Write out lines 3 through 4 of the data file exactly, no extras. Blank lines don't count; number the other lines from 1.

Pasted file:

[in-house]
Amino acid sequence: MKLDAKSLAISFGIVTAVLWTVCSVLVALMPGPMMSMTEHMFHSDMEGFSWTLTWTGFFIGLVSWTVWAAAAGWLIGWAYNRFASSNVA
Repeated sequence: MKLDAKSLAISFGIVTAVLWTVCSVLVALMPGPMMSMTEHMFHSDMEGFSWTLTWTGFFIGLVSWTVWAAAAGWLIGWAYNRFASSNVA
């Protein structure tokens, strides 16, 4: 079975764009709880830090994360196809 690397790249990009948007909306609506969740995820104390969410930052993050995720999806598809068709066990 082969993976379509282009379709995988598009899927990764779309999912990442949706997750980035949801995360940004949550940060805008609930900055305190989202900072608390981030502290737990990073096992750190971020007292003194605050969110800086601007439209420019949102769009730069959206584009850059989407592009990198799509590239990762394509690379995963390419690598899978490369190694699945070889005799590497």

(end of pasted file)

Repeated sequence: MKLDAKSLAISFGIVTAVLWTVCSVLVALMPGPMMSMTEHMFHSDMEGFSWTLTWTGFFIGLVSWTVWAAAAGWLIGWAYNRFASSNVA
């Protein structure tokens, strides 16, 4: 079975764009709880830090994360196809 690397790249990009948007909306609506969740995820104390969410930052993050995720999806598809068709066990 082969993976379509282009379709995988598009899927990764779309999912990442949706997750980035949801995360940004949550940060805008609930900055305190989202900072608390981030502290737990990073096992750190971020007292003194605050969110800086601007439209420019949102769009730069959206584009850059989407592009990198799509590239990762394509690379995963390419690598899978490369190694699945070889005799590497």